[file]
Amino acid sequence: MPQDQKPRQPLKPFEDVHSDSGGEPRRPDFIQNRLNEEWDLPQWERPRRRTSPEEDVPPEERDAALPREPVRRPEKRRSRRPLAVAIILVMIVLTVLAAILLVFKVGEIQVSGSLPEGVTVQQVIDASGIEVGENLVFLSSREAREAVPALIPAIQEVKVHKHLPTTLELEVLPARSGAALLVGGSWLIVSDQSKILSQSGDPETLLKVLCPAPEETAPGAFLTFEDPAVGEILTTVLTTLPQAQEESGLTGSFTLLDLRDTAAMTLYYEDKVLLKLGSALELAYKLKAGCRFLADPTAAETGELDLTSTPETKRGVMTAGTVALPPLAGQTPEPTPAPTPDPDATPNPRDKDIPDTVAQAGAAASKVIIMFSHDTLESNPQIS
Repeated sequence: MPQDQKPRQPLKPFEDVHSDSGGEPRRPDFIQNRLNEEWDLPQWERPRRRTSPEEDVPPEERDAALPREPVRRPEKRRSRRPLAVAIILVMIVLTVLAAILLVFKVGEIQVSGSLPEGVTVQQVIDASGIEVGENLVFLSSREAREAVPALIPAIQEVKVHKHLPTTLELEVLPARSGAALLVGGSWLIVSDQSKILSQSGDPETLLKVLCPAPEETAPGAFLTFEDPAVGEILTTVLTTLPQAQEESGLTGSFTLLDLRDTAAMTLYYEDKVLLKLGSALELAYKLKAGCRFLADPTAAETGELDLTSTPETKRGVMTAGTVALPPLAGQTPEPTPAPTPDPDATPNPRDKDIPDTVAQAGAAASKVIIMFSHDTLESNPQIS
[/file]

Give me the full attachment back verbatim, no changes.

Amino acid sequence: MPQDQKPRQPLKPFEDVHSDSGGEPRRPDFIQNRLNEEWDLPQWERPRRRTSPEEDVPPEERDAALPREPVRRPEKRRSRRPLAVAIILVMIVLTVLAAILLVFKVGEIQVSGSLPEGVTVQQVIDASGIEVGENLVFLSSREAREAVPALIPAIQEVKVHKHLPTTLELEVLPARSGAALLVGGSWLIVSDQSKILSQSGDPETLLKVLCPAPEETAPGAFLTFEDPAVGEILTTVLTTLPQAQEESGLTGSFTLLDLRDTAAMTLYYEDKVLLKLGSALELAYKLKAGCRFLADPTAAETGELDLTSTPETKRGVMTAGTVALPPLAGQTPEPTPAPTPDPDATPNPRDKDIPDTVAQAGAAASKVIIMFSHDTLESNPQIS
Repeated sequence: MPQDQKPRQPLKPFEDVHSDSGGEPRRPDFIQNRLNEEWDLPQWERPRRRTSPEEDVPPEERDAALPREPVRRPEKRRSRRPLAVAIILVMIVLTVLAAILLVFKVGEIQVSGSLPEGVTVQQVIDASGIEVGENLVFLSSREAREAVPALIPAIQEVKVHKHLPTTLELEVLPARSGAALLVGGSWLIVSDQSKILSQSGDPETLLKVLCPAPEETAPGAFLTFEDPAVGEILTTVLTTLPQAQEESGLTGSFTLLDLRDTAAMTLYYEDKVLLKLGSALELAYKLKAGCRFLADPTAAETGELDLTSTPETKRGVMTAGTVALPPLAGQTPEPTPAPTPDPDATPNPRDKDIPDTVAQAGAAASKVIIMFSHDTLESNPQIS